This is a story which happened during the era of civil wars in Japan when there were constant feuds among the war lords. Taketoki Washizu is a captain under Kuniharu Tsuzuki, Lord of Kumonosu-Djo or Cobweb Castle. He is in command of Fort No. 1. When Fujimaki, in charge of the North Mansion, revolts unexpectedly, Taketoki and Yoshiaki Miki, who commands Fort No. 2, joins forces and distinguish themselves in battle by quelling the insurgents, thereby averting a crisis for their lord. On their way back to the castle, they wander into a baffling network of paths in the forest that lay before them. Here, they meet a weird, unearthly woman who foretells that Taketoki will take over charge of the North Mansion from that very night, and that he will, in time, become Lord of Cobweb Castle. She tells Yoshiaki that he will move up in command to Fort No. 1, and that his son may, some day, become Taketoki’s successor as a lord of the castle. The old woman’s words come true and things turn out exactly as she prophesied. From that time on, her words are seared in Taketoki’s mind. And he finds himself watching for the chance to usurp his lord’s position. Driven by desire and pricked by his conscience, he is tormented night and day by two opposing forces. Stirred up by his ambitious wife who is even more envious of power than he is, Taketoki finally carries out his plan, as, on the night his lord arrives at the North Mansion on his way to fight a neighboring enemy, Taketoki slays him. Odagura, Lord Tsuzuki’s trusted general, protects the young heir and returns to Cobweb Castle only to be greeted by a shower of arrows from Yoshiaki’s men who are guarding it. Taketoki arrives with his lord’s hearse and enters into the castle. And with the help of Yoshiaki, he becomes Lord of Cobweb Castle. Taketoki has no child to succeed him, so he intends to make Yoshiaki’s son his heir. But he then learns that his wife is with child so he plots to do away with both Yoshiaki and his son. Yoshiaki is assassinated but his son, wounded severely as he is, escapes to the neighboring province where Lord of Tsuzuki’s son has already sought refuge. Tortured by his conscience for the things he has done and plagued by suspicion, Taketoki’s days are filled with endless agony and wild frenzy. And the castle is shrouded in gloom. On the night of a heavy storm, Taketoki learns that his child is stillborn, and on the heels of this, he is told that his neighboring enemy has swarmed across the border into his own lands. Taketoki leaps on his horse and goes to see the old woman of the forest. She tells him that he is invincible so long as the whole forest does not rise up and march toward his castle. Taketoki returns and imparts this news to his captains. He attempts to raise their morale, for they have lost their will to fight, after losing battle after battle. But when he learns that his wife has gone mad, he becomes more and more harassed and uneasy. And, in the early morning mist, Taketoki sees the impossible happen. The forest begins to move towards the castle. Nailed to the spot, and pale with fear, Taketoki silently watches. He becomes the target of his own men and finally falls headlong from the turret. The moving forest was but the enemy camouflaged by twigs and branches. And as the men advance towards the castle, the morning sun casts its first bright rays across the moving forms.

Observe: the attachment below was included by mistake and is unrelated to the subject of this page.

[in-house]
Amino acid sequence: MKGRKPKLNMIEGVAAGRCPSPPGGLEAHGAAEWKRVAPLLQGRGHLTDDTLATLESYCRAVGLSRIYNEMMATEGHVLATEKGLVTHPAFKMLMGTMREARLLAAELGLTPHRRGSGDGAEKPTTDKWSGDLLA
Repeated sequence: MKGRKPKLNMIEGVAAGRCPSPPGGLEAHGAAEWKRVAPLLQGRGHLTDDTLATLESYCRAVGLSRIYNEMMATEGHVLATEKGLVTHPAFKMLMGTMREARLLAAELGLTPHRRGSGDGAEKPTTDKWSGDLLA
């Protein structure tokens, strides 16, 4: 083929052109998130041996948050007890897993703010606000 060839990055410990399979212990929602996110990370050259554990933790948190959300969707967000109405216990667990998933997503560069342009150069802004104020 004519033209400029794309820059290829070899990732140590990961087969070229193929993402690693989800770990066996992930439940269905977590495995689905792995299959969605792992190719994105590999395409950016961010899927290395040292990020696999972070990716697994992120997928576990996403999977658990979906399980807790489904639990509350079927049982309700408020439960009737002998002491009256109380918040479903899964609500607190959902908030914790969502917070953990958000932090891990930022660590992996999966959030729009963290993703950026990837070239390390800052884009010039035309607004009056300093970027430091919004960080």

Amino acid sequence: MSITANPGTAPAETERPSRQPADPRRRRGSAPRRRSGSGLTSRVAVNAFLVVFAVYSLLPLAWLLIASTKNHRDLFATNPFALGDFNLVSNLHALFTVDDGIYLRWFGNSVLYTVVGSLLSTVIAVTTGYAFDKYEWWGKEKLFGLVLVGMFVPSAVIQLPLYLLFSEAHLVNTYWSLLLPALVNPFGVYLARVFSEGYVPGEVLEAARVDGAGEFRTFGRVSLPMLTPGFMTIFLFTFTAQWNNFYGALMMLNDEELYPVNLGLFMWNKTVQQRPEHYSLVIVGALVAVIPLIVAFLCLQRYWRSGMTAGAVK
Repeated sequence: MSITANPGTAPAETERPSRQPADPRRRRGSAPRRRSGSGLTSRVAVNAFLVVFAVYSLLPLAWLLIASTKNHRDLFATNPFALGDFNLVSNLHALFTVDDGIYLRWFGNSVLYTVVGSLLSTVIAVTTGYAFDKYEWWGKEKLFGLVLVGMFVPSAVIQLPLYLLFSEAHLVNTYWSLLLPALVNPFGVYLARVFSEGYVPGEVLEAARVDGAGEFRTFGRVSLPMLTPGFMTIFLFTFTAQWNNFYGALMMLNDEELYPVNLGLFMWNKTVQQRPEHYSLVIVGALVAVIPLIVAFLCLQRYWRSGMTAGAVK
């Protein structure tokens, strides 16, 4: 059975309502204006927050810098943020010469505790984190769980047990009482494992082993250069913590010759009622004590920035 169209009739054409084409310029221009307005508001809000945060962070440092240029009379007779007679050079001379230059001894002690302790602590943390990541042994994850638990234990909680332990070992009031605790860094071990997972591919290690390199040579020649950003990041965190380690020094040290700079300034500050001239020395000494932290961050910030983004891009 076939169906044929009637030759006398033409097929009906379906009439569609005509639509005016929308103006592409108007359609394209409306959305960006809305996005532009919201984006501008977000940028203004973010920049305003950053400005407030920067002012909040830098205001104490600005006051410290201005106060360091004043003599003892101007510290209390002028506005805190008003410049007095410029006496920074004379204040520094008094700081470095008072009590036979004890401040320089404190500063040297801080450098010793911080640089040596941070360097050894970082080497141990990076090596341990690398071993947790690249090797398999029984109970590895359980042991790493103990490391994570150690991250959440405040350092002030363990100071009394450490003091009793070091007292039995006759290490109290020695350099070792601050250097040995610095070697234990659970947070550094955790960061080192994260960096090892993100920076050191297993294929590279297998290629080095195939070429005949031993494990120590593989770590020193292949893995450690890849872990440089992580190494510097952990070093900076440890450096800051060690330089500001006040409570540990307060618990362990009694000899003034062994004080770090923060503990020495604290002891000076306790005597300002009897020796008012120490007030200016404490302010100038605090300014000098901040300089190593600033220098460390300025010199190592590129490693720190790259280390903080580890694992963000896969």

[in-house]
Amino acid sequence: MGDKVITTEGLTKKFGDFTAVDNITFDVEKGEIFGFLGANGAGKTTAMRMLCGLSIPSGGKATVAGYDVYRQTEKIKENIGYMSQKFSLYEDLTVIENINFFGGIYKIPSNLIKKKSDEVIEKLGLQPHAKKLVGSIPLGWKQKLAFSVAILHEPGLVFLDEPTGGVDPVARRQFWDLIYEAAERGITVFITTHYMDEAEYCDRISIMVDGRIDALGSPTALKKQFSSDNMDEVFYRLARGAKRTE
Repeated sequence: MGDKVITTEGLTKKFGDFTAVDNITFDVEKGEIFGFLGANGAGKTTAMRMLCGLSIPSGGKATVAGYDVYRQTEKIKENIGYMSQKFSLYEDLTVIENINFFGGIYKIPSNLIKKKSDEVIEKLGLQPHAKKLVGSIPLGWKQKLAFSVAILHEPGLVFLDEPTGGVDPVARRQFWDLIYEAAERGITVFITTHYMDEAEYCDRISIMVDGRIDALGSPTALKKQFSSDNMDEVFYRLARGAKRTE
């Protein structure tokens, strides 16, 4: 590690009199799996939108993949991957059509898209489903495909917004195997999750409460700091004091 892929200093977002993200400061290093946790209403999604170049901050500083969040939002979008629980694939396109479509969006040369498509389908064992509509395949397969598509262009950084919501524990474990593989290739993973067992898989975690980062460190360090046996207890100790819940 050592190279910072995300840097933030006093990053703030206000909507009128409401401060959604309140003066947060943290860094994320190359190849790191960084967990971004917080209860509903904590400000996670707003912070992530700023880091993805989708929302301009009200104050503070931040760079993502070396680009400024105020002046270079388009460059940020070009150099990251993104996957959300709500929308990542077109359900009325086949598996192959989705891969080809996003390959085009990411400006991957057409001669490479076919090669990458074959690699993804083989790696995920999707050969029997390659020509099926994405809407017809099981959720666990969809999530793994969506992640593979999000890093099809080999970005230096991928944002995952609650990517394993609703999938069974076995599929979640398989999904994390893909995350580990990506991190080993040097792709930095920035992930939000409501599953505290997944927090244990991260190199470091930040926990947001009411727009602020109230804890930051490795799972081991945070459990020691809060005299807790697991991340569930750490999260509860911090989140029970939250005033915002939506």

|Original Title||Throne of Blood - Kumonosu-jô|
|German Title||Das Schloss im Spinnwebwald - Das Schloß im Spinnwebwald|
|French Title||Le château de l'araignée|
|Other Titles||Il trono di sangue|
|Directed by||Akira KUROSAWA|
|Available Formats||Blu-ray, DCP|
|Screenplay||Hideo Oguni, Shinobu Hashimoto, Ryûzô Kikushima, Akira Kurosawa, William Sh|
|Film Editing||Chozo Obata|
|Sound||Fumio Yanoguchi, Ichirô Minawa|
|Production||Akira Kurosawa, Sôjirô Motoki|
«Der grossartig inszenierte Film folgt zwar der Fabel, veränderte aber den Charakter Macbeths. Dennoch ist es dem Regisseur gelungen, die Abgründigkeit und Trauer der Vorlage filmisch vollendet widerzuspiegeln. Ein kongeniales Werk.» Filmbeobachter
«Die dichteste und stärkste Verfilmung aller Shakespeare-Verfilmungen.» The New Yorker
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